© 1988 – Routledge
In this trenchant and lively study Brian McHale undertakes to construct a version of postmodernist fiction which encompasses forms as wide-ranging as North American metafiction, Latin American magic realism, the French New New Novel, concrete prose and science fiction. Considering a variety of theoretical approaches including those of Ingarden, Eco, Dolezel, Pavel, and Hrushovski, McHale shows that the common denominator is postmodernist fiction's ability to thrust its own ontological status into the foreground and to raise questions about the world (or worlds) in which we live. Exploiting various theoretical approaches to literary ontology - those of Ingarden, Eco, Dolezel, Pavel, Hrushovski and others - and ranging widely over contemporary world literature, McHale assembles a comprehensive repertoire of postmodernist fiction's strategies of world-making and -unmaking.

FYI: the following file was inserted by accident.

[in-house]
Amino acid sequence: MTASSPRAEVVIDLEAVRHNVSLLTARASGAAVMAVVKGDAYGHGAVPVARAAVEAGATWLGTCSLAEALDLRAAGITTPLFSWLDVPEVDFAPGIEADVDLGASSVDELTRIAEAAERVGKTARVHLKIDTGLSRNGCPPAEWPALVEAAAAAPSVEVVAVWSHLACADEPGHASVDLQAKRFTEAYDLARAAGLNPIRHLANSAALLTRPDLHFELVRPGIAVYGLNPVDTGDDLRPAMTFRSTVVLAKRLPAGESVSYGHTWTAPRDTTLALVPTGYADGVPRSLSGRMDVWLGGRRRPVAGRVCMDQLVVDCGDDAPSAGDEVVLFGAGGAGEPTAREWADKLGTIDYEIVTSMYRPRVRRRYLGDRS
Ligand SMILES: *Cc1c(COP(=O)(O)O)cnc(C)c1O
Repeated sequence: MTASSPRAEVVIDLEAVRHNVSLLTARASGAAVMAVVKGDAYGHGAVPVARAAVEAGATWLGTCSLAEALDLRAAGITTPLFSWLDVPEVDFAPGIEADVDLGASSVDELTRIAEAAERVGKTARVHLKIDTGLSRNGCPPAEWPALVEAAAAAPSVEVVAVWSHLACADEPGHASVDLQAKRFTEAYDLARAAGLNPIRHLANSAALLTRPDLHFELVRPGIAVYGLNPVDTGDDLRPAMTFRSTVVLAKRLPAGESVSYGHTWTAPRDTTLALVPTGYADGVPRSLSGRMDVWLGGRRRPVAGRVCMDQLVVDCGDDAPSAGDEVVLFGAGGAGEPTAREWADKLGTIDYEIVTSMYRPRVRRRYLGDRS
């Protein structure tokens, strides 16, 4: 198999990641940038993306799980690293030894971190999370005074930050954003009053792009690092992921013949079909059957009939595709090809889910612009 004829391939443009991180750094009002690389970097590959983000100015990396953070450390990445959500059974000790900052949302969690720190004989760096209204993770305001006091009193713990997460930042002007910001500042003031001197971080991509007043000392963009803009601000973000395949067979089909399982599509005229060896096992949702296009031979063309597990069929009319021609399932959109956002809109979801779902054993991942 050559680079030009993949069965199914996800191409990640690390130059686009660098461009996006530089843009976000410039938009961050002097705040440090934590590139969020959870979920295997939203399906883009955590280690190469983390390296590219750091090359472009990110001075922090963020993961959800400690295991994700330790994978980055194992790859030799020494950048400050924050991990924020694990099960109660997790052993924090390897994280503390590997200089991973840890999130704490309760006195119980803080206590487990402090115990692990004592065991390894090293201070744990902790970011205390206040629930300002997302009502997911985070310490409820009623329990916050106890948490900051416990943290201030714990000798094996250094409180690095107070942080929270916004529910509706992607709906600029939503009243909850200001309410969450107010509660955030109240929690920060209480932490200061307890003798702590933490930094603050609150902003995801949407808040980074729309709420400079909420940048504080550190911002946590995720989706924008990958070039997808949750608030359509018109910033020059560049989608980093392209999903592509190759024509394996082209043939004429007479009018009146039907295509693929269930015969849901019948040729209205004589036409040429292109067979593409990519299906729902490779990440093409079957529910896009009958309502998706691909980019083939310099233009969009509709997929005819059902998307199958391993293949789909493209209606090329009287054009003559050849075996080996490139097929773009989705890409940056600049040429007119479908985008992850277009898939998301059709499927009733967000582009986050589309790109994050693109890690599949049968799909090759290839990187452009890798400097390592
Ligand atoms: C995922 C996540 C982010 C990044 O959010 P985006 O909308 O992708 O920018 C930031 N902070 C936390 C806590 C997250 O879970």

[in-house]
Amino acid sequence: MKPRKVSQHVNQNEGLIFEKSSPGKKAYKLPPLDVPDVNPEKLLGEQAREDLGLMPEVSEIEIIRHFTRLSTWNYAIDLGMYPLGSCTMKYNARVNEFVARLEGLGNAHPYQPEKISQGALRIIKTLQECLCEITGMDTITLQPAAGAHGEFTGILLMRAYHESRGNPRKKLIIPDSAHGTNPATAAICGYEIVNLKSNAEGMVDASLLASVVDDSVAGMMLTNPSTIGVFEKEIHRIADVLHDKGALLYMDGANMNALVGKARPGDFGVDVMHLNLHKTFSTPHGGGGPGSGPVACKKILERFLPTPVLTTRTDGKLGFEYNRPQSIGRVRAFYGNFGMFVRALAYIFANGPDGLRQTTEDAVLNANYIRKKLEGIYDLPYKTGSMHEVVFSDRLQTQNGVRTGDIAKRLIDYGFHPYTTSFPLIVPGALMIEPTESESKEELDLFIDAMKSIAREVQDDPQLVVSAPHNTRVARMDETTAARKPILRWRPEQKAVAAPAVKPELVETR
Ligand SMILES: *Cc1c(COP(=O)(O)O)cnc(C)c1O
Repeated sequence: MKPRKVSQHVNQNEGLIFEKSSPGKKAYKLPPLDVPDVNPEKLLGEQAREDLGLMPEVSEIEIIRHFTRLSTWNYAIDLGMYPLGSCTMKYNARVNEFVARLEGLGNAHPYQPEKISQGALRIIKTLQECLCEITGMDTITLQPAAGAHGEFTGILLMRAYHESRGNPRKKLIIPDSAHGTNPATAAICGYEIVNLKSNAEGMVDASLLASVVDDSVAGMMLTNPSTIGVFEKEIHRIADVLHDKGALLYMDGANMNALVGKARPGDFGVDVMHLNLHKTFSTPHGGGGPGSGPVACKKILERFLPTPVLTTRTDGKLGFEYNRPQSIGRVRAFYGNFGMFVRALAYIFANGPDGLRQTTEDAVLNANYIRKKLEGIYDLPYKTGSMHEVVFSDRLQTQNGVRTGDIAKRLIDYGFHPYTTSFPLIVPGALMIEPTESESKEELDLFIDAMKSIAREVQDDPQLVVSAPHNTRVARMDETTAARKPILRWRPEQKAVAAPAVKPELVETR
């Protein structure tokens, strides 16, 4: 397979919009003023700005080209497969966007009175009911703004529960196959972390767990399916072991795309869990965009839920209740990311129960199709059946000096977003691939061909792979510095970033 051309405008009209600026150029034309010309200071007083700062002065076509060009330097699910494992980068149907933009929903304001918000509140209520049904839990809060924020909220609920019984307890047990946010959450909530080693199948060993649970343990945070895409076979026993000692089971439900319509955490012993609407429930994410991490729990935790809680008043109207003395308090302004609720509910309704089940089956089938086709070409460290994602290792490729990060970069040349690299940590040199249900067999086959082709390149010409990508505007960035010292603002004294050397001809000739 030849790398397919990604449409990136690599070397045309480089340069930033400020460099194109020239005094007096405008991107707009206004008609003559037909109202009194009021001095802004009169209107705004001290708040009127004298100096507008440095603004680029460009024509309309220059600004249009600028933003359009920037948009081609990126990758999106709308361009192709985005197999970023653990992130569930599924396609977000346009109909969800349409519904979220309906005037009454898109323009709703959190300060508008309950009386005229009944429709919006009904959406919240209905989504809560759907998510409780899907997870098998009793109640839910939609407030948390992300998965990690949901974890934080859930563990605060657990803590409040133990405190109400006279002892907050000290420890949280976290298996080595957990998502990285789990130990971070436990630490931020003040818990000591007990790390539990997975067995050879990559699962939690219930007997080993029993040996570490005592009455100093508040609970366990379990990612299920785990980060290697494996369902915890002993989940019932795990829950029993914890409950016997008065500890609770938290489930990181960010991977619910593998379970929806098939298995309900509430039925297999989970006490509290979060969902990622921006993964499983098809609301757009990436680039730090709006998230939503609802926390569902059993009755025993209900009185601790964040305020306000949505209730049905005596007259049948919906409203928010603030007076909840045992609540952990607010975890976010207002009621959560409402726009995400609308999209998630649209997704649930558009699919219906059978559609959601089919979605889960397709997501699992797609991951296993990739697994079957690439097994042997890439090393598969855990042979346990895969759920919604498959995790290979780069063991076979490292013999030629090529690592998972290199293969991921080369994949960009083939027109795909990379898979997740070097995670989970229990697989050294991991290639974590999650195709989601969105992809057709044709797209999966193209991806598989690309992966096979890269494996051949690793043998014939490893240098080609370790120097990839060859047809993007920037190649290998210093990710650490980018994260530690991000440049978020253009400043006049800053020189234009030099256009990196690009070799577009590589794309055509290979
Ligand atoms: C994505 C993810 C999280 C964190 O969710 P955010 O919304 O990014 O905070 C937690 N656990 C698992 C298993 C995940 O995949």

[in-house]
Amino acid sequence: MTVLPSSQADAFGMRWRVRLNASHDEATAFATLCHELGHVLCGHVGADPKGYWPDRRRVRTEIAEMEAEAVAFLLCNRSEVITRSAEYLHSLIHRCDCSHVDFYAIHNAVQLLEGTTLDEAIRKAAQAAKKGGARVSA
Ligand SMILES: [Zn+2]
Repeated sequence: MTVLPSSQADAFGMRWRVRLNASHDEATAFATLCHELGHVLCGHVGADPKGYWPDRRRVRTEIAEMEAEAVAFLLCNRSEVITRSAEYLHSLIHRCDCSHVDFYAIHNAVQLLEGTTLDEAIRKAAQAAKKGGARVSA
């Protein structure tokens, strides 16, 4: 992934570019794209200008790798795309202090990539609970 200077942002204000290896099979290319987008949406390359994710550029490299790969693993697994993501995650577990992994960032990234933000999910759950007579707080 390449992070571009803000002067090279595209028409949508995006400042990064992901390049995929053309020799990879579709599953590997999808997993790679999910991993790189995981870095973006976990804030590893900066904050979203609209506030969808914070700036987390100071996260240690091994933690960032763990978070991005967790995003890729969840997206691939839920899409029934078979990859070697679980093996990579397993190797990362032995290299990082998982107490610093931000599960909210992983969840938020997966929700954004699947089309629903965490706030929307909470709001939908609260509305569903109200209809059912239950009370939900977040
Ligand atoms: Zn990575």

"This is one of the most lively and lucid studies of contemporary fiction around. Whether or not you agree with his provocative definition of the postmodern, McHale's argument is always engaging, bold and forceful." Linda Hutcheon
"Not only does the critical jargon not get in the way of his thesis, but McHale even uses examples you've heard of … A useful and comprehensive examination of the nature of The Beast." City Limits
"McHale … has written a brilliant, forceful and lucid defence of his own view." John Fletcher, Journal of European Studies
Part 1: Preliminaries 1. From modernist to postmodernist fiction: change of dominant 2. Some ontologies of fiction Part 2: Worlds 3. In the Zone 4. Worlds in collusion 5. A world next door 6. Real, compared to what? Part 3: Construction 7. Worlds under erasure 8. Chinese-box worlds Part 5. Words 9. Tropological worlds 10. Styled worlds 11. Worlds of discourse Part 5: Groundings 12. Worlds on paper 13. Authors: dead and posthumous 14. Love and death in the post-modernist novel